The Cholera and the Christian Religion

The Cholera and the Christian Religion

In the summer of 1873, cholera struck the city of Nashville. From a population of 25,865, about 1,000 people died—4% of the city, in other words. David Lipscomb lived about 10 miles outside of town, yet he remained in Nasvhille throughout the epidemic to tend to the sick and the dying. He was disturbed, however, that a number of his fellow Christians fled rather than staying to minister to the needy. In response, he wrote an article in the July 17 edition of the Gospel Advocate, rebuking those who bolted and describing some of the efforts to care for the sick. Given the current state of affairs in this country, it seemed a timely reminder of what our priorities should be; a portion of the article is accordingly reprinted here. BP

Man is baptized out of himself, out of the world and its institutions, and is baptized into Christ that he may walk in him, obey him, enter into his spirit and that Christ may be formed in him. He thus becomes one with Christ, he is in him, he acts through him. The pledge that we solemnly make in our profession of faith in Christ and of our baptism into him is, that we will strive to reproduce his life before the world in our own lives. Hence we are epistles of Christ to the world, to be read of all men.

To reproduce the life of Christ in our own lives is to act as Christ would act, were he in our places. We thus become Christ’s representatives to the world. The solemn pledge of our lives is to act to the best of our ability in the various relationships that we occupy in the world, and in the exigencies and circumstances in which we are placed as Christ would act, were he here situated as we are…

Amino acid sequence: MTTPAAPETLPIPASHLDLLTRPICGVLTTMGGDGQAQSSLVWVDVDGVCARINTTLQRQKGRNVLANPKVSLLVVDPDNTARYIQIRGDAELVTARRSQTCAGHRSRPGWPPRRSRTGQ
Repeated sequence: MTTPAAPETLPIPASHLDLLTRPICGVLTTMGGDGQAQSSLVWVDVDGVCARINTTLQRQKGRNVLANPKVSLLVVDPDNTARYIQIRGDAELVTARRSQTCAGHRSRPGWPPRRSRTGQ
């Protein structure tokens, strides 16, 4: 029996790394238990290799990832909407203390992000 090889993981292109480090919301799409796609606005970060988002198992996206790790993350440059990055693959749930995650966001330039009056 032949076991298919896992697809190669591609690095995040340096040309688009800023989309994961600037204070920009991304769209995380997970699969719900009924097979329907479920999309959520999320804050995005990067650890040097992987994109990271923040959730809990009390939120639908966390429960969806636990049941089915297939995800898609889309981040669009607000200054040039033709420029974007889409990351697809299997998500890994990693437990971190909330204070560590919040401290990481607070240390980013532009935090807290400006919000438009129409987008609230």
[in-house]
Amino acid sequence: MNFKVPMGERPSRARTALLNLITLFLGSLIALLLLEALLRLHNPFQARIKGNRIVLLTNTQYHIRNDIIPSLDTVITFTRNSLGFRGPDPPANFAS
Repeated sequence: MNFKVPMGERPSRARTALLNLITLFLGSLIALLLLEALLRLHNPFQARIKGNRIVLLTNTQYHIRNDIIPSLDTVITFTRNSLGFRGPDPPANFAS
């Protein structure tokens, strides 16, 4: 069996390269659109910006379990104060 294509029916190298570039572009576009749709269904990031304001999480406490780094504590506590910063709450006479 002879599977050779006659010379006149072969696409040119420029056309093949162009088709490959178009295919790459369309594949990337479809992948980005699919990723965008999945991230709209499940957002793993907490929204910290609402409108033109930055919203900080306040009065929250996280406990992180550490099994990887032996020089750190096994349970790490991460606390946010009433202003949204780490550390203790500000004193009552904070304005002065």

We came into the church with this pledge. We speak and act for Christ, to the world, in the place or stead of Christ. How do we act for him? We stand as Christ to the world. We are the body of Christ. In us he dwells. How do we represent him?

Recently the Cholera made a fearful visitation upon our people. It fell with especial severity upon the poor. It often first attacked the strong arm, the stay and reliance of the family. If not his, it struck down other members of his family so that he must needs cease to labor, in order to nurse them. Again all business ceased, and he could not get work, to support his family. In one family of industrious people, consisting of a father, mother and six industrious boys and girls, every one died save the mother, and she was prostrated. Another, a family—a nice, well-refined, well-raised family—consisted of a father, a carpenter by trade, a mother feeble with consumption, two daughters about grown, who sewed in a millinery establishment, a daughter and niece, about 12 each.